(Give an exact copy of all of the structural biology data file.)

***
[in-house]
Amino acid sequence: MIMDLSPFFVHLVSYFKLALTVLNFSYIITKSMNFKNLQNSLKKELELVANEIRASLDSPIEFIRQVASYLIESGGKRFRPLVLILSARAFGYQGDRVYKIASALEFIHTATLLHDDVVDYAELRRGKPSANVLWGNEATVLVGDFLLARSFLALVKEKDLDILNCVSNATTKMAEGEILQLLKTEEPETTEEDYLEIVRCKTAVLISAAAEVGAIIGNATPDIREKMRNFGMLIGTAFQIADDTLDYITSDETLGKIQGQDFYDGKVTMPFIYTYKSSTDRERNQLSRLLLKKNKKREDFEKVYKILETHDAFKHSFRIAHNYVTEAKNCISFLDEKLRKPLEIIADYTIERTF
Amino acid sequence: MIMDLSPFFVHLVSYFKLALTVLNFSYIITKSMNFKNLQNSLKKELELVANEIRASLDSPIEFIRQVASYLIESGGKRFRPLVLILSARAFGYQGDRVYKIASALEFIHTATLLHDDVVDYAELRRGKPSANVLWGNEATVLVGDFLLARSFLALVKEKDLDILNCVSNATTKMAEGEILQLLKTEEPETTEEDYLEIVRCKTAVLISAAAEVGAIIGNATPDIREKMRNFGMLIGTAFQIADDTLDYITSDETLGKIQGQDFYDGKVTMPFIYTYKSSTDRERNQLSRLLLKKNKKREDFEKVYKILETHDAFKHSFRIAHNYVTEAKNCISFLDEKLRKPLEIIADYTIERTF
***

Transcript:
[in-house]
Amino acid sequence: MIMDLSPFFVHLVSYFKLALTVLNFSYIITKSMNFKNLQNSLKKELELVANEIRASLDSPIEFIRQVASYLIESGGKRFRPLVLILSARAFGYQGDRVYKIASALEFIHTATLLHDDVVDYAELRRGKPSANVLWGNEATVLVGDFLLARSFLALVKEKDLDILNCVSNATTKMAEGEILQLLKTEEPETTEEDYLEIVRCKTAVLISAAAEVGAIIGNATPDIREKMRNFGMLIGTAFQIADDTLDYITSDETLGKIQGQDFYDGKVTMPFIYTYKSSTDRERNQLSRLLLKKNKKREDFEKVYKILETHDAFKHSFRIAHNYVTEAKNCISFLDEKLRKPLEIIADYTIERTF
Amino acid sequence: MIMDLSPFFVHLVSYFKLALTVLNFSYIITKSMNFKNLQNSLKKELELVANEIRASLDSPIEFIRQVASYLIESGGKRFRPLVLILSARAFGYQGDRVYKIASALEFIHTATLLHDDVVDYAELRRGKPSANVLWGNEATVLVGDFLLARSFLALVKEKDLDILNCVSNATTKMAEGEILQLLKTEEPETTEEDYLEIVRCKTAVLISAAAEVGAIIGNATPDIREKMRNFGMLIGTAFQIADDTLDYITSDETLGKIQGQDFYDGKVTMPFIYTYKSSTDRERNQLSRLLLKKNKKREDFEKVYKILETHDAFKHSFRIAHNYVTEAKNCISFLDEKLRKPLEIIADYTIERTF